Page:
Glancing at the weather forecast, it looks absolutely dreary this week in Tidewater. More drizzly moisture has moved in today with the forecast of ‘chance of rain, patchy fog, drizzle, cloudy, chance of snow’ appearing several times over the next few days. We were energized over the weekend with warm enough temperatures that caused us drop everything we were doing inside and spend two days outdoors. Mister gardener busied himself picking up sticks near the stable while I picked up sticks on the river. Leaves were raked and birdhouses were cleaned, just in time as the bluebirds are actively picking their territories. I wondered why the wren had abandoned her nest last spring. Cleaning the house gave me the answer. I thought HORNET but in checking, it is most likely a wasp nest. The cells are larger than the usual paper wasp nest we see under the eaves.
Mister gardener took stock of his vegetable garden, tuned up the tractor, sharpened the mower blades, and mowed the lirope bed. I took stock of my gardens, checking plants for winter damage, uprighting birdbaths, raking some leaves, and watching the eagles. The dogs bounded around the yard playing keep-away with sticks while I wandered from bed to bed getting reacquainted with all the garden flora. I was happy to see that my dwarf pittosporum (Pittosporum tobira) made it through the winter chill without a bit of die-back from cold. With its dark green glossy foliage, it is hardy in zones 8-10, but seems to be thriving in this seaside garden. It grows in lovely mounds to 3 or 4 feet tall and serves as a perfect compliment to our well-used birdbath.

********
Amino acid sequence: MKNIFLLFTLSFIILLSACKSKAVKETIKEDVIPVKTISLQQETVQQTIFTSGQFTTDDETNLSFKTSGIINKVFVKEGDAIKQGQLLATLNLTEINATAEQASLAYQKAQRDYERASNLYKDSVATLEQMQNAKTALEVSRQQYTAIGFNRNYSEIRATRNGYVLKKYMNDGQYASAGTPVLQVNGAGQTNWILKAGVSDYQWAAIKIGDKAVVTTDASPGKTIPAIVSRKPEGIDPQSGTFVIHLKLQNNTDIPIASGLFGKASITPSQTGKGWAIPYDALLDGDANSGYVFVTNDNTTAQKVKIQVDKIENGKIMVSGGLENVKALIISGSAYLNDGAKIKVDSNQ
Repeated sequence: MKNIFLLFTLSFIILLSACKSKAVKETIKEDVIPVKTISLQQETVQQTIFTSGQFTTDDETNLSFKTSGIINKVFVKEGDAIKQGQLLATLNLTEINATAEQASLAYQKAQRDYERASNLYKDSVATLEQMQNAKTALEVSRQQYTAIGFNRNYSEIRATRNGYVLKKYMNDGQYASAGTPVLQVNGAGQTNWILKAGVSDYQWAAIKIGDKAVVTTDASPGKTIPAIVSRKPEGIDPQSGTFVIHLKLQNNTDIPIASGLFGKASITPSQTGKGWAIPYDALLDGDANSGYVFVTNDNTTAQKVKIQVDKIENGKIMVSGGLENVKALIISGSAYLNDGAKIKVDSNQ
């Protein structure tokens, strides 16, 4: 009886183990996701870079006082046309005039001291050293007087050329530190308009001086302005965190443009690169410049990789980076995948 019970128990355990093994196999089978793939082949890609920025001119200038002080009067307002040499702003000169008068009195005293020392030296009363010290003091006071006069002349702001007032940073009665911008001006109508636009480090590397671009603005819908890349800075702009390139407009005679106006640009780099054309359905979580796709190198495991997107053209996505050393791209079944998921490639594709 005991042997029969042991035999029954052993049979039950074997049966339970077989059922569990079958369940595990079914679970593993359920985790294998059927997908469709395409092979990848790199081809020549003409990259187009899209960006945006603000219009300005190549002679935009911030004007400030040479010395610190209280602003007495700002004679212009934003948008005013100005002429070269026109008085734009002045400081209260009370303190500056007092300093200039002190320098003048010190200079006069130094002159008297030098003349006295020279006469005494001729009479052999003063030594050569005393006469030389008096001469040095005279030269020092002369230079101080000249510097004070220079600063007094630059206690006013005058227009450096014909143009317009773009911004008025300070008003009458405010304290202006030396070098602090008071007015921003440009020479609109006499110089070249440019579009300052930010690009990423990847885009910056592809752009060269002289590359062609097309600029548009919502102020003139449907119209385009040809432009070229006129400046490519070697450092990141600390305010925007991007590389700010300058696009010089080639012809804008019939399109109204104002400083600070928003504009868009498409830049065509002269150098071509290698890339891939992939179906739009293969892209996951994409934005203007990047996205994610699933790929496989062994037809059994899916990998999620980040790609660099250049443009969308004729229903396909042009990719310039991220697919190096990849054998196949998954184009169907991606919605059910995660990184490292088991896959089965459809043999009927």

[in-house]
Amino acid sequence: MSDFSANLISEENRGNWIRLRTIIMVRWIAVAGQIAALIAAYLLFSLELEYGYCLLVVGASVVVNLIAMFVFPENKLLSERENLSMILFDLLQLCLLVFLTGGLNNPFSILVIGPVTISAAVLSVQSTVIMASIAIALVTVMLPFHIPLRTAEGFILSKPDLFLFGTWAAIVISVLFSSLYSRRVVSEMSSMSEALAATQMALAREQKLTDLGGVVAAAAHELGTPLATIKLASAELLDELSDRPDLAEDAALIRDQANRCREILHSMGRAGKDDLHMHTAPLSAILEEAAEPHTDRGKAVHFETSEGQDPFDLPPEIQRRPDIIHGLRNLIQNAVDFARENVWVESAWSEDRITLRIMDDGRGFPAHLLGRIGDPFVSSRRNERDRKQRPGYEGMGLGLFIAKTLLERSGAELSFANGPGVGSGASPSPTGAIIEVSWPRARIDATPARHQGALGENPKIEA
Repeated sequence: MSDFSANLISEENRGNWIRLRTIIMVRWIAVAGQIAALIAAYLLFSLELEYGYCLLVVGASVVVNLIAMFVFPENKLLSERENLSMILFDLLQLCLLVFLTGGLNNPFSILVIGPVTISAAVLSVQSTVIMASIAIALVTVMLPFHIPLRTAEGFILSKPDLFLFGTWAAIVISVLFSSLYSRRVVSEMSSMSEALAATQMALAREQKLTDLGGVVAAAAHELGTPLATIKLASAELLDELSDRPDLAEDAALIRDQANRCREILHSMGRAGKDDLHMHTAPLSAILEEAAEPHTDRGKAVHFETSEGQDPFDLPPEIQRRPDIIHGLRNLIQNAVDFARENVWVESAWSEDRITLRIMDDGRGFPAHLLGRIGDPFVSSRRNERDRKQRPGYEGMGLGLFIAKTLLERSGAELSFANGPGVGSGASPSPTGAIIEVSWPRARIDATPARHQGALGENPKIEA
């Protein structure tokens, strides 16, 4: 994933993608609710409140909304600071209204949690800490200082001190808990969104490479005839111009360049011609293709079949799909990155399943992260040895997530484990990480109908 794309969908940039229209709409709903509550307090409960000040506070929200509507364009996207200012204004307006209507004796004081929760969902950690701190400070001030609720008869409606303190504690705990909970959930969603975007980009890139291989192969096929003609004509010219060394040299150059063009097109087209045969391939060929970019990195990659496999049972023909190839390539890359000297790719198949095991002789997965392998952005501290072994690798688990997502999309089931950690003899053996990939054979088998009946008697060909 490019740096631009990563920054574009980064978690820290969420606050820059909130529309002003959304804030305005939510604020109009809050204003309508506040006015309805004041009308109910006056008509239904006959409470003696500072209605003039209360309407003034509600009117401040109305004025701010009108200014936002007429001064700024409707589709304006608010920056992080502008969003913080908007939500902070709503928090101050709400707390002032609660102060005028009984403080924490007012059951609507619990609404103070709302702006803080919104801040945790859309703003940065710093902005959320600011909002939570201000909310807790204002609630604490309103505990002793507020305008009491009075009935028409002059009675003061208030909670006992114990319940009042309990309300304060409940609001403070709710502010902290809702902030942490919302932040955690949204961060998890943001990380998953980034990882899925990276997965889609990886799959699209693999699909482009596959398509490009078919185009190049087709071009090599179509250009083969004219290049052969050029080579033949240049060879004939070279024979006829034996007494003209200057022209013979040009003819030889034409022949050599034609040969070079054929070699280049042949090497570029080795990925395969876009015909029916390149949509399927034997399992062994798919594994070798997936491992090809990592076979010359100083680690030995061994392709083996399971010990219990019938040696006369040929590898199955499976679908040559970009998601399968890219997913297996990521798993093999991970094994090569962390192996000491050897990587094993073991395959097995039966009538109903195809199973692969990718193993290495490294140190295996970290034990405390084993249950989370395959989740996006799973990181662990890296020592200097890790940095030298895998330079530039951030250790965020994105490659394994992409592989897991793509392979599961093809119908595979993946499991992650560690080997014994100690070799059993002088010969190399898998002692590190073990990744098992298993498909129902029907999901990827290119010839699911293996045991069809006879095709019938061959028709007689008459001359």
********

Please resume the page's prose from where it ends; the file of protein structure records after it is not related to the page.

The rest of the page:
The pond will need a good spring cleaning. The best way to clean out a pond, I find, is to use a crab net. The leaves stay in the net and the fish find their way through the holes. Cleaning will be done in the weeks to come as the frogs are still slumbering at the bottom of the pond.
There is not much color in these gardens of ours yet. Hellebores are in bloom. Crocus is just beginning to peek through the ground. The amazing pansies, despite the weight of all that snow, are perky and colorful. Finally, the parsley, planted in almost every bed, survived and is green with life and awaiting the black swallowtail butterfly. Spring can’t be far away.
P.S. The culprits in the wren house were identified as Common Aerial Yellowjackets which surprised me. I am accustomed to underground yellowjacket but two dead ones tumbled out of the house as I emptied it. There were 4 levels of papery cones in this small wren house.
Ann Hohenberger, The Garden Club of Gloucester